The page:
The other day I want to the grocery store and bought a bottle Carnivore wine. A modest little red but we like it. When I got home I fired up the ole computer and on the first page I opened was an ad for Carnivore. How did it know I went to the store? I used my Ralphs discount card and sure enough, within an hour, items I bought were being promoted on my computer.
What’s all this got to do with your corporate site? The Carnivore incident got me to thinking about web sites in general, and how long it had been since I really looked at our site. I took a group from our office on a mini retreat, set up a 55 inch flat screen, and we went through every page and tore them apart, bit by bit.
The more changes you make to your site, the more content you run, the more automatic stories are put up, the more chance there is for things to get sideways. We found for instance, that there were pages that were years out of date and never used. We found that some of the backgrounds were so fuzzy that the foregrounds were difficult to see. We found that some of the banner ads that we sold to our customers were being overwritten by other banners.
We also found that with minor changes we could make it easier to users to find content. Where it took six clicks to find a story, we changed that to one.
Your website may be static, that is with few changes done by your web master weekly or monthly, Our site is under constant stress. We make myriad changes every day. Some are automatic like putting up blog entries and headlines from Parknews on our home page to others that required human intervention like the crawl across the top of our page and changes to the association and calendar listings.
We found that we had begun to take our site for granted. It needed freshening up. Like a fall cleaning. Over the next few weeks you will see many changes, some minor, some not so, but all which will make the site easier to navigate and use. You can have the best content on the planet (and we do), but if you can’t access it, so what.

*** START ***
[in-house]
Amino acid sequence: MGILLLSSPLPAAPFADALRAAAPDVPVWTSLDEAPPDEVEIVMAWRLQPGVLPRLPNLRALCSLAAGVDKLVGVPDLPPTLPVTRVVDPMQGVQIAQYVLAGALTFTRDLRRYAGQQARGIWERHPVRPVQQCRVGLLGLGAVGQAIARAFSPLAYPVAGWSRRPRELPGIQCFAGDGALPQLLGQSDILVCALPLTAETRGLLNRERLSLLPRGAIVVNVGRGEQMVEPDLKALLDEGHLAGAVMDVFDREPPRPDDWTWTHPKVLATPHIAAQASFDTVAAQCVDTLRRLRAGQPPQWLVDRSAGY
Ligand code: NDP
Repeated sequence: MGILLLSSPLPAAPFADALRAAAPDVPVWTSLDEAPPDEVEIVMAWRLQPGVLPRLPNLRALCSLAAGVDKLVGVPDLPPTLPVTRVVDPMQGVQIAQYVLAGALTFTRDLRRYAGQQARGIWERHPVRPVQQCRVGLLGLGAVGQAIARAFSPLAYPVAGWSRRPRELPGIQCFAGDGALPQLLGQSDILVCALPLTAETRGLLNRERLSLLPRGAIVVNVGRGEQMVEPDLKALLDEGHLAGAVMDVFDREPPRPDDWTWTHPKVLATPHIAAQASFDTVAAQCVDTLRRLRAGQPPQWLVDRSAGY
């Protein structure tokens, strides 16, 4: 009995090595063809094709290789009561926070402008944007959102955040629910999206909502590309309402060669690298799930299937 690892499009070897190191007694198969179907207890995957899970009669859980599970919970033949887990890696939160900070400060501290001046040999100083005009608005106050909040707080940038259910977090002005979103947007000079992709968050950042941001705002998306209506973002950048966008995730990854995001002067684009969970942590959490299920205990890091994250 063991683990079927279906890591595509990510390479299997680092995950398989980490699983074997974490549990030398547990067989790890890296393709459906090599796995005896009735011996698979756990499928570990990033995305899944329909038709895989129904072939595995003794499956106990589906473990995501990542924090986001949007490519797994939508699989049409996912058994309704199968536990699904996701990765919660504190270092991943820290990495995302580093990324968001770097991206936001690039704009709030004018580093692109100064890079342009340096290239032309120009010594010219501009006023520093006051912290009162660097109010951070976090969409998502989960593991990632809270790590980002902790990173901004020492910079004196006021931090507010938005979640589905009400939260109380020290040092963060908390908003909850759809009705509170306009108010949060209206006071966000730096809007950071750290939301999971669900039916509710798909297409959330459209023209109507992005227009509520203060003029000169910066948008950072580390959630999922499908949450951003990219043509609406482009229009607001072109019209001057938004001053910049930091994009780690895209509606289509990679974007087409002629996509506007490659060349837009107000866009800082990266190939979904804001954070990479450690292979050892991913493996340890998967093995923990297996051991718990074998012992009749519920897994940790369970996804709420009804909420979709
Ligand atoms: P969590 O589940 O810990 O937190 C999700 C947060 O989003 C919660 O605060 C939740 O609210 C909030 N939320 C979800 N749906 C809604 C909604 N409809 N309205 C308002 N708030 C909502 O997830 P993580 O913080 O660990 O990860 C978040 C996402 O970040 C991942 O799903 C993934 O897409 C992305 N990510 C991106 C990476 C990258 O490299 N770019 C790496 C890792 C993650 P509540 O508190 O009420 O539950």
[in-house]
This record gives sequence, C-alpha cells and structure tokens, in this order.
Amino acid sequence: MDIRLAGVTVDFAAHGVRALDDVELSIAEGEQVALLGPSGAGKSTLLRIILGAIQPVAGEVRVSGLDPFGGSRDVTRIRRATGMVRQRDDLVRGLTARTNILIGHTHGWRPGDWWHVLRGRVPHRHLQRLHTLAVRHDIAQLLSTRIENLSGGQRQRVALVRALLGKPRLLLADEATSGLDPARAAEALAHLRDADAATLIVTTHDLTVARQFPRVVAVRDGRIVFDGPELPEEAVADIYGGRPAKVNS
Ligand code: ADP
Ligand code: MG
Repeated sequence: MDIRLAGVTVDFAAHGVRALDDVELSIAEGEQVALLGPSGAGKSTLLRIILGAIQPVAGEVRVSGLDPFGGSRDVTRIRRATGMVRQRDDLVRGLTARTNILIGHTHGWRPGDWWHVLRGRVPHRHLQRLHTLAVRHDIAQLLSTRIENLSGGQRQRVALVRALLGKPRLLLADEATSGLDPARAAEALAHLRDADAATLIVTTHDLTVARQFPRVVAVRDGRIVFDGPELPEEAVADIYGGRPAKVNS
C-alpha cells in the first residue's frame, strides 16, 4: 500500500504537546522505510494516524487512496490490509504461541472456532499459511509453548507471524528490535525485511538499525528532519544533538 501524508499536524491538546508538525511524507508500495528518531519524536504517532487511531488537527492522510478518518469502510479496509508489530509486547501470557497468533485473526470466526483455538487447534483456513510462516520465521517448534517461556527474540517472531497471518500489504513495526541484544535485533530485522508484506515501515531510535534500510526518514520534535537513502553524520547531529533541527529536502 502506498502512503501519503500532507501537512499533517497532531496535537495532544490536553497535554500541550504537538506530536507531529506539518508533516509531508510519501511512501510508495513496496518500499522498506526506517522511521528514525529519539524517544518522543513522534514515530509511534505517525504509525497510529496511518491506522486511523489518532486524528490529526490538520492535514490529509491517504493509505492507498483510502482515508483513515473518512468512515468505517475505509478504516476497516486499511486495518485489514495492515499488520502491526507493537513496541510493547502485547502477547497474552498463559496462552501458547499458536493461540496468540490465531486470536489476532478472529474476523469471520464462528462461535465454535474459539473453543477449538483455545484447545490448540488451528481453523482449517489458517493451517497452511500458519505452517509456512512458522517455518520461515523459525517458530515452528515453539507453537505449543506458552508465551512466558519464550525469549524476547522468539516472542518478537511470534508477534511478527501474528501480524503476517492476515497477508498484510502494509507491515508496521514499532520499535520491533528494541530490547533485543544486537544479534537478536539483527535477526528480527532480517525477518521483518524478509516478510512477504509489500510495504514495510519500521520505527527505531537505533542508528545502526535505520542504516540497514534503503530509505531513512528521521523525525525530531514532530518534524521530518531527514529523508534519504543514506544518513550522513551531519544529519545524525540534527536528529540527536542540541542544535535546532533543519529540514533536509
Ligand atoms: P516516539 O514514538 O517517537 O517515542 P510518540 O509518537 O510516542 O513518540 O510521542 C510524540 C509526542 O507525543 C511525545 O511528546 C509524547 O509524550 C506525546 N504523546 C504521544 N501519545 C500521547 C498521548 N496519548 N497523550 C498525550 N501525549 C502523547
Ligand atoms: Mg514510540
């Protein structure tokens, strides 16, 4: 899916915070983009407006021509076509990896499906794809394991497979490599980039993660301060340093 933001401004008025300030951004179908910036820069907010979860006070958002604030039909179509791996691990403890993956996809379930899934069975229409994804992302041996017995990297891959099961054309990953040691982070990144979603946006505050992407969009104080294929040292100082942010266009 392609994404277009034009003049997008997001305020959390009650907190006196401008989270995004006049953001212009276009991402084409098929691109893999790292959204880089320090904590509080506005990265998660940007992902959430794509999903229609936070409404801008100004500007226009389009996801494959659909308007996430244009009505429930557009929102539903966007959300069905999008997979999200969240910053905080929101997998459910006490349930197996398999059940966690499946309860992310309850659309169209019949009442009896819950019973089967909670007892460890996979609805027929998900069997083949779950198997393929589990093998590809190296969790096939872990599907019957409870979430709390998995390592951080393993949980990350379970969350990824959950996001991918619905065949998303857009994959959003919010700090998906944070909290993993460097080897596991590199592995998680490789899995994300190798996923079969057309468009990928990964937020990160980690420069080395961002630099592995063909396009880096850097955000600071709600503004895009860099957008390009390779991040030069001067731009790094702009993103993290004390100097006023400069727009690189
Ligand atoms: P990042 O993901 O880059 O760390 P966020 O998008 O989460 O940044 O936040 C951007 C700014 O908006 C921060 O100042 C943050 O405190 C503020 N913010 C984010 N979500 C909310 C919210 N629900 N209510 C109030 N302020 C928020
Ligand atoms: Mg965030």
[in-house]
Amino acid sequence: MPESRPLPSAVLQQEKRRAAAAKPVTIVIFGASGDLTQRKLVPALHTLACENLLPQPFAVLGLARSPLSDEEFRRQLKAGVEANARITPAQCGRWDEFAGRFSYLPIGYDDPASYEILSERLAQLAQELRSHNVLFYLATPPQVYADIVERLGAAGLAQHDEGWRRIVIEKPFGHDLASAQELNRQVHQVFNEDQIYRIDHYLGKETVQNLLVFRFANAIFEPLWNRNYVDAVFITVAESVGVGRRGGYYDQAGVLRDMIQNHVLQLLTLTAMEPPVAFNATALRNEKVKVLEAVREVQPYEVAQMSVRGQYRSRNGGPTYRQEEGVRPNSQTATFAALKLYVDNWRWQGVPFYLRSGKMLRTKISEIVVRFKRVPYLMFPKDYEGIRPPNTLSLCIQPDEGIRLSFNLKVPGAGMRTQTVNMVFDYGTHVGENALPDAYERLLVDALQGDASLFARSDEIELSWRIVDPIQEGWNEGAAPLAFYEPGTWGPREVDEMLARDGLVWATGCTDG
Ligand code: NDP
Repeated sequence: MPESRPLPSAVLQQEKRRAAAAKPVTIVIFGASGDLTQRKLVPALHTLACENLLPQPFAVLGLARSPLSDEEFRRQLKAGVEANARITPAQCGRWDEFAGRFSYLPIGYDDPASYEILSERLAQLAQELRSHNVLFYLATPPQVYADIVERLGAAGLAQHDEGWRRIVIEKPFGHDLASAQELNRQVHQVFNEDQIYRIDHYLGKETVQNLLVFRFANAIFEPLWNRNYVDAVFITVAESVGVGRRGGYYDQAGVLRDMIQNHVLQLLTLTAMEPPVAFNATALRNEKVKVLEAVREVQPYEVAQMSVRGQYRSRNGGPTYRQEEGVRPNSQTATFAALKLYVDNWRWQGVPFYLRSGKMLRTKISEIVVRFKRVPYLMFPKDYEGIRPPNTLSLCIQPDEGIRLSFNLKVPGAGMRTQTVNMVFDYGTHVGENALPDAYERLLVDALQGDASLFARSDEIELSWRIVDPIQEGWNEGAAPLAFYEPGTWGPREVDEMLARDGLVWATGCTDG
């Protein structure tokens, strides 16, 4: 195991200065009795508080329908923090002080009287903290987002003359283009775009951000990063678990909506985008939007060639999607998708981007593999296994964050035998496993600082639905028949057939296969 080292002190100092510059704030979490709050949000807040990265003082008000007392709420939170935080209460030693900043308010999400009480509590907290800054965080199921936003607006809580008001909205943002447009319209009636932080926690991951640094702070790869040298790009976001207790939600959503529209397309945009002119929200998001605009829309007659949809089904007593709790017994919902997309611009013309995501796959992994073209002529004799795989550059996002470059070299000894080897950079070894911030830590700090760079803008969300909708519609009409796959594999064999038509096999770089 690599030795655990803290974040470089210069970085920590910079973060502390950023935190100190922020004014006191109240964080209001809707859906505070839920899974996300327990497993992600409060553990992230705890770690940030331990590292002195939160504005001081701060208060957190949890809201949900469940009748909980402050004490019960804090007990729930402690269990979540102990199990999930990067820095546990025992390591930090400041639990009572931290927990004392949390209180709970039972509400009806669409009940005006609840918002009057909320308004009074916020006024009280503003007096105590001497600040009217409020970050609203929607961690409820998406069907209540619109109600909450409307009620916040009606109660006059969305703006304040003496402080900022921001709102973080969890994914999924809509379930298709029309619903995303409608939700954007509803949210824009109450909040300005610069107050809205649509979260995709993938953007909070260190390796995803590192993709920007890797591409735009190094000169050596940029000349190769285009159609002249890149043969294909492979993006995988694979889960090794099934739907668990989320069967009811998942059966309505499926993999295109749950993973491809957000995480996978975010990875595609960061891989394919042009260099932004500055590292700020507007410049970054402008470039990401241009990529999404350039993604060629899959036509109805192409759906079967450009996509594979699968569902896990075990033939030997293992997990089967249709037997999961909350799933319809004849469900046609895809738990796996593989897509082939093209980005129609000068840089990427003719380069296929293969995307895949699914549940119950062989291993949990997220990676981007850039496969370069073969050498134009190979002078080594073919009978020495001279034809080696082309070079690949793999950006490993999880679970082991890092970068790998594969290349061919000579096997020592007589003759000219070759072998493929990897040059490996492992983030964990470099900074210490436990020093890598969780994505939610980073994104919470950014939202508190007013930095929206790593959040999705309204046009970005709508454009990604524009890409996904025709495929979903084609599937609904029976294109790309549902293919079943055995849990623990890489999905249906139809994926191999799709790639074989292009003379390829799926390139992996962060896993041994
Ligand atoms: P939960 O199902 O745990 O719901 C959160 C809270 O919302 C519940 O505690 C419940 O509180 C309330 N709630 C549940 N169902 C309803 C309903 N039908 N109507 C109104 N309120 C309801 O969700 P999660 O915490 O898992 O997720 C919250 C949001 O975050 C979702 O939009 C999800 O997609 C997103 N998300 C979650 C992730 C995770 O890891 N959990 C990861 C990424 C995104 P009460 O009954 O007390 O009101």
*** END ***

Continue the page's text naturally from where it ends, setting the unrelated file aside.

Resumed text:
This project took about three hours. The cleanup will take a bit longer. Have you looked at your site lately.
When you do, I suggest a couple of things:
First, do it yourself. Have your staff around but you operate the mouse, find out just how hard or easy it is to move around your site.
Second, if you find it confusing or difficult, how do you think someone who has no clue about your product or service will find it.
Third, let there be no sacred cows. Just because that logo has been there for 5 years and was designed by your brother in law doesn’t mean that its perfect for that spot on the web site.
Fourth, if it doesn’t do anything, remove it. We found page after page that either replicated other pages or had links to nowhere,.
Fifth, click on every link and find out where it goes and ensure it makes sense. If it does nothing, get rid of it.
And most of all, be sure your website delivers what you want it to deliver. In our case, we want our readers to find content, both new stories from blogs and parknews.biz, and historical content from the magazine. Frankly I found it hard to navigate. We are fixing that.
Websites have a tendency to be designed by 20 something technocrats who know everything about everything and make assumptions that the rest of our mere mortals do too. Fix that.
Oh, and it helps to have a glass of Carnivore Zin in hand during this process. I’m not sure why, it just does.